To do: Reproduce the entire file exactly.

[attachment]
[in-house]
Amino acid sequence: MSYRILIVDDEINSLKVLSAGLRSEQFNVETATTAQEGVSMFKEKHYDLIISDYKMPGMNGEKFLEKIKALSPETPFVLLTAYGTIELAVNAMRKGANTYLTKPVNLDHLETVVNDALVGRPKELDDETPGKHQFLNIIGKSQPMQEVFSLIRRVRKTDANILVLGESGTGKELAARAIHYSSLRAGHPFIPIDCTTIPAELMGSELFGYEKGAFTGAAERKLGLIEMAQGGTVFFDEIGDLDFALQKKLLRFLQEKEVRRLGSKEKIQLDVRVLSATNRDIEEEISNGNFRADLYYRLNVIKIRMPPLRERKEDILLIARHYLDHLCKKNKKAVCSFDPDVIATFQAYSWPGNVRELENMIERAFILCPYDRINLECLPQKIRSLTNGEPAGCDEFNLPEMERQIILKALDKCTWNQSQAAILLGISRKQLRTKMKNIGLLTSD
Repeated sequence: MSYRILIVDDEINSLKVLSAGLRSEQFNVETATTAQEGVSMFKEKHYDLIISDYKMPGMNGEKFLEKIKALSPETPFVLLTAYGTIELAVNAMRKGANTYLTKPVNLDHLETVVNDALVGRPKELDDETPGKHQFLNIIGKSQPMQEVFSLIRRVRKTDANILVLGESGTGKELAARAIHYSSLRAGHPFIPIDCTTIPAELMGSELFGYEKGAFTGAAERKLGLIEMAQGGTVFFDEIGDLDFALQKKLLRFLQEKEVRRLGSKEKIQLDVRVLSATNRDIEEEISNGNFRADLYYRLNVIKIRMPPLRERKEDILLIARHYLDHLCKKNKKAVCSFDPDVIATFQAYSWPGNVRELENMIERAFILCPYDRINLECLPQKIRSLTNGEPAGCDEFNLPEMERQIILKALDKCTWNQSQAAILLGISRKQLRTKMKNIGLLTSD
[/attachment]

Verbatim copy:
[in-house]
Amino acid sequence: MSYRILIVDDEINSLKVLSAGLRSEQFNVETATTAQEGVSMFKEKHYDLIISDYKMPGMNGEKFLEKIKALSPETPFVLLTAYGTIELAVNAMRKGANTYLTKPVNLDHLETVVNDALVGRPKELDDETPGKHQFLNIIGKSQPMQEVFSLIRRVRKTDANILVLGESGTGKELAARAIHYSSLRAGHPFIPIDCTTIPAELMGSELFGYEKGAFTGAAERKLGLIEMAQGGTVFFDEIGDLDFALQKKLLRFLQEKEVRRLGSKEKIQLDVRVLSATNRDIEEEISNGNFRADLYYRLNVIKIRMPPLRERKEDILLIARHYLDHLCKKNKKAVCSFDPDVIATFQAYSWPGNVRELENMIERAFILCPYDRINLECLPQKIRSLTNGEPAGCDEFNLPEMERQIILKALDKCTWNQSQAAILLGISRKQLRTKMKNIGLLTSD
Repeated sequence: MSYRILIVDDEINSLKVLSAGLRSEQFNVETATTAQEGVSMFKEKHYDLIISDYKMPGMNGEKFLEKIKALSPETPFVLLTAYGTIELAVNAMRKGANTYLTKPVNLDHLETVVNDALVGRPKELDDETPGKHQFLNIIGKSQPMQEVFSLIRRVRKTDANILVLGESGTGKELAARAIHYSSLRAGHPFIPIDCTTIPAELMGSELFGYEKGAFTGAAERKLGLIEMAQGGTVFFDEIGDLDFALQKKLLRFLQEKEVRRLGSKEKIQLDVRVLSATNRDIEEEISNGNFRADLYYRLNVIKIRMPPLRERKEDILLIARHYLDHLCKKNKKAVCSFDPDVIATFQAYSWPGNVRELENMIERAFILCPYDRINLECLPQKIRSLTNGEPAGCDEFNLPEMERQIILKALDKCTWNQSQAAILLGISRKQLRTKMKNIGLLTSD